Employer Won’t Accommodate My Bad Back

If you have suffered a back injury, or if you have a chronic back condition, you may want to take leave from your employer. You may be protected by the Americans with Disabilities Act (ADA). The ADA was enacted by Congress in 1990, it is a civil rights law to protect those who have disabilities.

It establishes requirements for the construction and/or altering of facilities subject to the laws. It also requires employers to provide reasonable accommodations so employees can work and earn a living. While the law requires employers to provide accommodations for disabled workers so they are able to work and earn a living, it is kind of subjective, so what is considered reasonable could vary greatly.

It may be hard to determine if the law is being violated or not. You should speak with human resources or a supervisor about your need for accommodations because of your bad back, and they should be able to explain what they are capable of providing.

You should maintain documentation to support your situation and to show what you have asked for and why you need these accommodations. Also document what you were told by your employer and why your request has not been fulfilled.

If you do not believe that your employer is accommodating your request as they should, tell them. You should also talk with an ADA attorney about the situation as they can offer extra input on the matter and tell you the best way to proceed.

How a Bad Back Can Be Difficult In the Workplace

If you have a bad back, it can affect you while you are trying to do your job. If you are suffering mobility issues and back pain, physical labor will be difficult.

While sitting or standing all day is commonplace with jobs, it can become difficult – even impossible – for those who suffer from a chronic back problem or injury. According to the ADA, you can ask for reasonable accommodations so you can stay on the job and continue earning a living.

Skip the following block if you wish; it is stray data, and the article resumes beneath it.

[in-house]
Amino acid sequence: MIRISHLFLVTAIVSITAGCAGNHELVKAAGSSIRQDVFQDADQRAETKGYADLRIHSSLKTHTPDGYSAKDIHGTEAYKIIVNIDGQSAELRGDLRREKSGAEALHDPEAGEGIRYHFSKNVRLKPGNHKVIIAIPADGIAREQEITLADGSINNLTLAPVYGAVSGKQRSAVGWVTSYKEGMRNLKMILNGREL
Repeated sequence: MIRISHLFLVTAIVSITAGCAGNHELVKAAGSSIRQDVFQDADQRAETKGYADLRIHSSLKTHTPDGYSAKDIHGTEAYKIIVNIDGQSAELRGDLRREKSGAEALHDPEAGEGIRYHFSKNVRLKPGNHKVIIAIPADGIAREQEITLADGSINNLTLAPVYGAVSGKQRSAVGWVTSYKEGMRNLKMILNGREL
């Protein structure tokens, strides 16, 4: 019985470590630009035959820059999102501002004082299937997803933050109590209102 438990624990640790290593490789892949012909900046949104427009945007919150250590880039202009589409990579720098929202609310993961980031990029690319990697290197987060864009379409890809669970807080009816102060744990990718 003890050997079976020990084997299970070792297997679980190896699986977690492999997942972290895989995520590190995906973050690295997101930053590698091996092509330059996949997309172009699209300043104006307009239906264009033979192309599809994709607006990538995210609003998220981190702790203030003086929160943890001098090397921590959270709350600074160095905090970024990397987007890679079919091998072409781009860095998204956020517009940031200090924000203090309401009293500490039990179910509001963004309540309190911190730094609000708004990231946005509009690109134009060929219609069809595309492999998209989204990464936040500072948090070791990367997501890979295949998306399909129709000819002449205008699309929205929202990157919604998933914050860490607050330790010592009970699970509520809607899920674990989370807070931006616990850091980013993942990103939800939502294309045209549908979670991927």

In this situation, your request for reasonable accommodations may include being given a job that isn’t as physically demanding. If you have a job that isn’t as physically demanding, but it involves sitting for long periods, they can provide an ergonomic workstation. Other options may include additional unpaid medical leave for you to get the proper medical care and to tend to your condition.

You may also be given additional breaks from work to relieve the pressure and to help address the unbearable pain. Of course, the accommodations can vary significantly depending on your employer and your job duties. However, the ADA does offer protections to help ensure that you are treated fairly and are given equal opportunities despite your disability and limitations.


While the ADA is enforceable, you should take note that it does say reasonable accommodations. Not all companies can afford to offer the same accommodations or provide access to the same features and abilities. Companies are limited by money and time, and since the law says “reasonable” that is subjective, so it can be difficult as well as confusing.

You should sit down with a supervisor or with human resources to determine what is reasonable for your company. A larger employer with more employees and more money may be able to offer more accommodations than a small company that has fewer employees and that has much less in annual sales.

Speak With an Attorney

If you believe that your employer isn’t adhering to the ADA, and they are not accommodating your request although they have the resources to do so, you may want to speak with an employment law attorney. An employment law attorney is familiar with the ADA and other state and federal laws that apply to employees and employers as well as the workplace in general.

With the help of an attorney, you are much more likely to reach a resolution regarding the matter. An employment law attorney will know how to proceed and if the ADA has been violated. Your lawyer may be able to work to come up with a fair solution, ensuring that you are treated fairly and able to continue working and that your employer understands how the laws apply to them and what kinds of accommodations are reasonable for this specific situation. Complete the Free Case Evaluation Form on this page to share the details surrounding your request for accommodations from your employer because of your bad back.

Additional Resources